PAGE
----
Business / Markets

Researchers predict yuan to depreciate 2%

By WU YIYAO (China Daily) Updated: 2015-01-08 08:24

The yuan may depreciate about 2 percent against the dollar this year amid China's economic slowdown, said a report released on Wednesday in Shanghai.

"With robust economic growth, strong expectations of rising interest rates and lagging economic recoveries in many other countries, the US dollar will further strengthen and appreciate against the yuan," said an annual exchange-rate report by Chen Xuebin and Li Huajian, researchers at the Institute for Financial Studies at Fudan University.

The report said the yuan's value against the dollar may fluctuate by 4 to 5 percent in 2015 amid uncertainty over global economic conditions.

The eurozone countries have been recovering slowly, which may not fundamentally change the sluggish trend of the euro in 2015.

And the yen may further weaken as Japan may maintain its low interest rates and easing policies in the long term. China's currency policies may be further eased in the new year, said the report.

"Current currency policy orientations are not well-matched to the demands of the real economy and of the country. Thus liquidity has not yet flowed from the interbank market to the real economy, but instead has entered the stock market," the report said.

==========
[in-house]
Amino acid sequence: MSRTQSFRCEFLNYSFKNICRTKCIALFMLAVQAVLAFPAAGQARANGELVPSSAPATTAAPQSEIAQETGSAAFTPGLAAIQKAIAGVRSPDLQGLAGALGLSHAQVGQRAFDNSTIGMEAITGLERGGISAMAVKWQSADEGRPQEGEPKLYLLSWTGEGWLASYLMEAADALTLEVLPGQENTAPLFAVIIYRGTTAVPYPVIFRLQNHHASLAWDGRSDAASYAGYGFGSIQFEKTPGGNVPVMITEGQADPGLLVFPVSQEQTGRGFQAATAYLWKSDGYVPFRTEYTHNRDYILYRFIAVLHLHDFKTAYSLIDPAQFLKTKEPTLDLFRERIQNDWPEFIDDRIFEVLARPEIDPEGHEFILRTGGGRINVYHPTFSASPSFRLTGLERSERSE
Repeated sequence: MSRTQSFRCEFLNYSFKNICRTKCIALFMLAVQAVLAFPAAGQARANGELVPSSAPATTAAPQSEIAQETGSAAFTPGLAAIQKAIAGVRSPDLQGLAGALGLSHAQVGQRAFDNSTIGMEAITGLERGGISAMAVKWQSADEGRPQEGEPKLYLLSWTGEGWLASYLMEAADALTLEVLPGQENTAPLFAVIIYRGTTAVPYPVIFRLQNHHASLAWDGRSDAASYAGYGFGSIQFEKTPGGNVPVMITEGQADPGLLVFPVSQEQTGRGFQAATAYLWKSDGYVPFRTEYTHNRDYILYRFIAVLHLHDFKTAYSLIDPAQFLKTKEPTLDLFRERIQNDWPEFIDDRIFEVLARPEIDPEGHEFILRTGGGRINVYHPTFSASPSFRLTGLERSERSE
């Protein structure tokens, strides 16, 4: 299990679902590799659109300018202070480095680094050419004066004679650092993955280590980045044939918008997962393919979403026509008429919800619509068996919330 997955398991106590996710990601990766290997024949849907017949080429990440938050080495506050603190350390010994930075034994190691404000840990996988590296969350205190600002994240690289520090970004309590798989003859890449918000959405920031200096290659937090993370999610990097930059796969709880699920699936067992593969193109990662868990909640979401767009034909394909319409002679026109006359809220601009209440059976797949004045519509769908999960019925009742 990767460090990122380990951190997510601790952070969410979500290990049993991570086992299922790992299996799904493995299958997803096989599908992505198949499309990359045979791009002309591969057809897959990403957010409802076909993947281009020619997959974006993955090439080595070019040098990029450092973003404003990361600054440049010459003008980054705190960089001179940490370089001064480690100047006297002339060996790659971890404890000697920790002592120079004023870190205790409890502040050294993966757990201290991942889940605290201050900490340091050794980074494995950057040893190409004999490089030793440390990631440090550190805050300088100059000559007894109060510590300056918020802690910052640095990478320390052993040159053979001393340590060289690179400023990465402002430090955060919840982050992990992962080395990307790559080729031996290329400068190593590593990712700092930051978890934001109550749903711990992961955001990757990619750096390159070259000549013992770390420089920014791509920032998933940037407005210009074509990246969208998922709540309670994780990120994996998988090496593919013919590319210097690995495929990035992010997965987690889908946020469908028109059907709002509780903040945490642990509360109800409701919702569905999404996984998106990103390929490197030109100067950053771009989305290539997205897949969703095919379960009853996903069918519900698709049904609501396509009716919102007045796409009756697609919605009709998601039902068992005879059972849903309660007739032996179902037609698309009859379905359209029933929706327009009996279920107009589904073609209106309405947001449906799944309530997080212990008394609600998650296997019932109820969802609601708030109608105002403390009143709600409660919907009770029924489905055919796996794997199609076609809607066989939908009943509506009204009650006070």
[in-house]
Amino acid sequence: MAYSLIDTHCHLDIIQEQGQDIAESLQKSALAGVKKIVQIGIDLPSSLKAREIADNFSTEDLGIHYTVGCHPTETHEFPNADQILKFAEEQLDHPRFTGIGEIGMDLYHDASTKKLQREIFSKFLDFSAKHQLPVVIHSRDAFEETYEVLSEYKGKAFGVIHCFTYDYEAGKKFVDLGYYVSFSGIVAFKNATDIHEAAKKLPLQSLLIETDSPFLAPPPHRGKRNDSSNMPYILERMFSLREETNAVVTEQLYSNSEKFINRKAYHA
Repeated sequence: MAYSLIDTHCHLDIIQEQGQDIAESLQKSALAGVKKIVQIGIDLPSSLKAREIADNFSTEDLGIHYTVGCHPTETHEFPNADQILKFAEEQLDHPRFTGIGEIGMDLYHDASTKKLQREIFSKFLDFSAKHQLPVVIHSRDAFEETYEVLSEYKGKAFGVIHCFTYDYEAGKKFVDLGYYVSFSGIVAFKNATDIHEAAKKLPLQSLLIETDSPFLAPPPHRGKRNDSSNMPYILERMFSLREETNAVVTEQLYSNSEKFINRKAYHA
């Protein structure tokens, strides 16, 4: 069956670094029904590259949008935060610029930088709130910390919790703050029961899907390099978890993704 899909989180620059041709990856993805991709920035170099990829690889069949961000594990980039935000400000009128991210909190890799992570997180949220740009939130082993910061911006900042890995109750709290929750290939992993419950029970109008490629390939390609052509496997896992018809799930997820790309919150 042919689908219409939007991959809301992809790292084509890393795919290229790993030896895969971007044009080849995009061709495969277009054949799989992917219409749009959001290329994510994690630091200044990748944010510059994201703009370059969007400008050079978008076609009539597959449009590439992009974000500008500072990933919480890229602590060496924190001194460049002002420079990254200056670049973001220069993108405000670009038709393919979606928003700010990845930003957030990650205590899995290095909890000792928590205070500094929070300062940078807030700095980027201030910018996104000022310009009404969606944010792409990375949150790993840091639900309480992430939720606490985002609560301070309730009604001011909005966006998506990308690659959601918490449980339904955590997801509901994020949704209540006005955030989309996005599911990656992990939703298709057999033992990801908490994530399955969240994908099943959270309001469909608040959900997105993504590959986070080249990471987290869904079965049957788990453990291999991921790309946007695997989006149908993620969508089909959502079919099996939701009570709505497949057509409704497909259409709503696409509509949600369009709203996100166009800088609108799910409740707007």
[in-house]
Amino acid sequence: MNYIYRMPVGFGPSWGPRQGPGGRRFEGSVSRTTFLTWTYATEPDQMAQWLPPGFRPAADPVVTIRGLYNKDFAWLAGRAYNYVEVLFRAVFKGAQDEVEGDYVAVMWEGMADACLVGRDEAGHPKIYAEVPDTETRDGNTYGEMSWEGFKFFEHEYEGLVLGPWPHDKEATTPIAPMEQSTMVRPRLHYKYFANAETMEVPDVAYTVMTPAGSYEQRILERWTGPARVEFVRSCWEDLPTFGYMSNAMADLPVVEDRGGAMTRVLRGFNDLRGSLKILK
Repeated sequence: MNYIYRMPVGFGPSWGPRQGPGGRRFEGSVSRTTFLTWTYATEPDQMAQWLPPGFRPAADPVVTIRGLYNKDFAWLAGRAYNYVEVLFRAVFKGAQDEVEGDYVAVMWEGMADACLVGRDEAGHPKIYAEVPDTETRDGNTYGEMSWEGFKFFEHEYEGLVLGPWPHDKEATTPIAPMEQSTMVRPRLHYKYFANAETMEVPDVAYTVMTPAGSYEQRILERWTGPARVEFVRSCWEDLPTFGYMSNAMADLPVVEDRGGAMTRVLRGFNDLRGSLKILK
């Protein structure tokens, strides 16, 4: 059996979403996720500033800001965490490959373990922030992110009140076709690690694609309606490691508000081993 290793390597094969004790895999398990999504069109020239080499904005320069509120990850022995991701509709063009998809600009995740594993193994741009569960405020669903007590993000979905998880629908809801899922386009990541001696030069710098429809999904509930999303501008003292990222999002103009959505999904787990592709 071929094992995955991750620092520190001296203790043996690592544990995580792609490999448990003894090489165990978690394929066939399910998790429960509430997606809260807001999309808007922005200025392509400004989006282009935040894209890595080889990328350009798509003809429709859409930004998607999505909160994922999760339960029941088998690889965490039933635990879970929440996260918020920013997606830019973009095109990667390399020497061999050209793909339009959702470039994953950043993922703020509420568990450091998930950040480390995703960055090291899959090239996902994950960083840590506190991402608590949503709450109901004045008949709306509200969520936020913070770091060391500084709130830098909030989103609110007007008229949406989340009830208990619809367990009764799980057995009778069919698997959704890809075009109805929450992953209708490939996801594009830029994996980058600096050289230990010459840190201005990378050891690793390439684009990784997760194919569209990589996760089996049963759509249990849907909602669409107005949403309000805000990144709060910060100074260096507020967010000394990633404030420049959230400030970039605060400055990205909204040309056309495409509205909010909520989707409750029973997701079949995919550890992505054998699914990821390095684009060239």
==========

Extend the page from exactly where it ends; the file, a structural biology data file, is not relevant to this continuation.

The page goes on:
As the yuan might be included in the International Monetary Fund's Special Drawing Rights reserve asset (effectively a basket of reserve currencies), internationalization of the currency may take a big leap in 2015, said market insiders.

"As the renminbi has great prospects of being included in the SDR, mounting numbers of investors have been keen to invest in the currency, which will also help accelerate China's financial market reform," said Nathan Chow, an economist at DBS Bank Ltd.

He said more policies are expected to address the demand for interest rate liberalization, a revised exchange-rate mechanism and renminbi capital account liberalization in the near future.

"This year may see great changes in the renminbi's role in the global economy and China aims to make the yuan a significant currency in global transactions," said Chow.

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